The Indian fintech ecosystem is perhaps the most unique in the world, with hyperscale payment infrastructure, thriving lending innovations, digitally savvy banks, and market-driven open-banking frameworks. This has helped the country achieve a scale of unheard levels — 71 billion digital payment transactions, Rs 11.8 trillion lent to retail and SME customers, and 55 million active neobank (online bank) accounts.
The Indian fintech ecosystem has broken the barriers of language, location, and illiteracy. Fintech firms have helped onboard new-to-credit as well as sub-prime customers. Jan Dhan and neobanking are helping ensure that every citizen has access to banking. A case in point is the high penetration of UPI.
Earlier, Indian fintech would imitate developments abroad, but now the reverse has begun. With a focus on speed, cost, and scalability, homegrown innovations like UPI, the India stack, and lending frameworks have become global benchmarks.
Indian financial institutions have shown maturity by collaborating deeply with the fintech industry and offering their services through an open-banking architecture. Leading banks are building separate business lines to partner with fintech firms and embedded finance players to roll out products and services. In parallel, these banks are creating competing products.
The 2023 budget has provided further support for the ecosystem, as outlined below:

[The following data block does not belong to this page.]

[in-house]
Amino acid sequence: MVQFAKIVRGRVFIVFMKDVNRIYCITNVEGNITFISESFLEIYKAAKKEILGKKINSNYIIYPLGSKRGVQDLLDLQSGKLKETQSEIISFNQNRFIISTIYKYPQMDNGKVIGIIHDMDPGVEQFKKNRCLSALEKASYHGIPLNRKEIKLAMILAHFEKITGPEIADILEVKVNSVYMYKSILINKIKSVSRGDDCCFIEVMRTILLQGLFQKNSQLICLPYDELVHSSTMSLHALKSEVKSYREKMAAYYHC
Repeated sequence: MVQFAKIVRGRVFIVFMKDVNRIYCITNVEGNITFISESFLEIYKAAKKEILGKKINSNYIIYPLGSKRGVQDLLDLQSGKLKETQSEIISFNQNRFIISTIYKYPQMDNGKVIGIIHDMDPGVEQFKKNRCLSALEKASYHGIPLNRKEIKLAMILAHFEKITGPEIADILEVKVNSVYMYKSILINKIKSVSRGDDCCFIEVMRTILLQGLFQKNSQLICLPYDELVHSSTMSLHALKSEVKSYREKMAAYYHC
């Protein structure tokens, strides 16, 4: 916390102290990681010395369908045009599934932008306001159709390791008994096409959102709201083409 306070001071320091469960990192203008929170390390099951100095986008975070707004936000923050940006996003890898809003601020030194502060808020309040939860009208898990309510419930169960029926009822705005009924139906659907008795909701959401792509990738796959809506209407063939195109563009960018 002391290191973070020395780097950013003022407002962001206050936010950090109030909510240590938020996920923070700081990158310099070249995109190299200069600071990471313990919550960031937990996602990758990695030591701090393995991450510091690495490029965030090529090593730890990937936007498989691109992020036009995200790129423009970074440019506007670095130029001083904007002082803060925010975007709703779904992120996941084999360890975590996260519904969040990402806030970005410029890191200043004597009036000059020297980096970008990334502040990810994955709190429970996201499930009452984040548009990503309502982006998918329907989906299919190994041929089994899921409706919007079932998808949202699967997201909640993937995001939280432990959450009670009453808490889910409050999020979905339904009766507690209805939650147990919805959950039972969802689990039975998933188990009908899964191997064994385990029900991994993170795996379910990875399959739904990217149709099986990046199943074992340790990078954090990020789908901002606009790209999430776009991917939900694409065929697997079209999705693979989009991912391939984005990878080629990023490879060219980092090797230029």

1) A national financial information registry will be set up. This will serve as the central repository of financial and ancillary information. This will help banks reduce risk and smoothen the flow of credit.
2) The entity digilocker will help businesses and charitable trusts store their documents. Enabled by a secure consent layer, these documents will be shared with financial institutions as and when required. Fintech firms and banks will be able to use the digilocker for customer onboarding, underwriting, and servicing.
3) Businesses will be able to use their PAN as a unique identifier while seeking clearances / approvals from various central and state government departments. The digilocker may also be used by the finance industry.
4) Initiatives to reduce the cost of compliance will be executed by regulators over a period of time.
5) Digital Public Infrastructure for Agriculture: this will be built as an open-source, open-standard, and interoperable public good. This — along with an Agriculture Accelerator Fund — will open-up rural value chains for digitisation and catalyse the agritech industry. Fintech and agritech firms and banks will be able to tap into these value chains to access validated data and offer credit, insurance, etc., at a lower cost and risk.
6) Computerisation of Primary Agricultural Credit Societies (PACS) under the Ministry of Cooperation will help in the digitisation of payments and credit.
7) Focus on zero-carbon emission by 2070 will trigger the evolution of green fintech firms.
To celebrate the evolution of fintech in India, The Digital Fifth team is proud to announce the Bharat Fintech Summit on the 7th & 8th of February. This event will bring together industry leaders, regulators, policymakers, and the fintech ecosystem to discuss emerging trends, opportunities, and challenges in the industry.
The summit will also provide a platform for networking, collaboration, and knowledge-sharing, as well as promoting the continued growth and development of the fintech industry in India.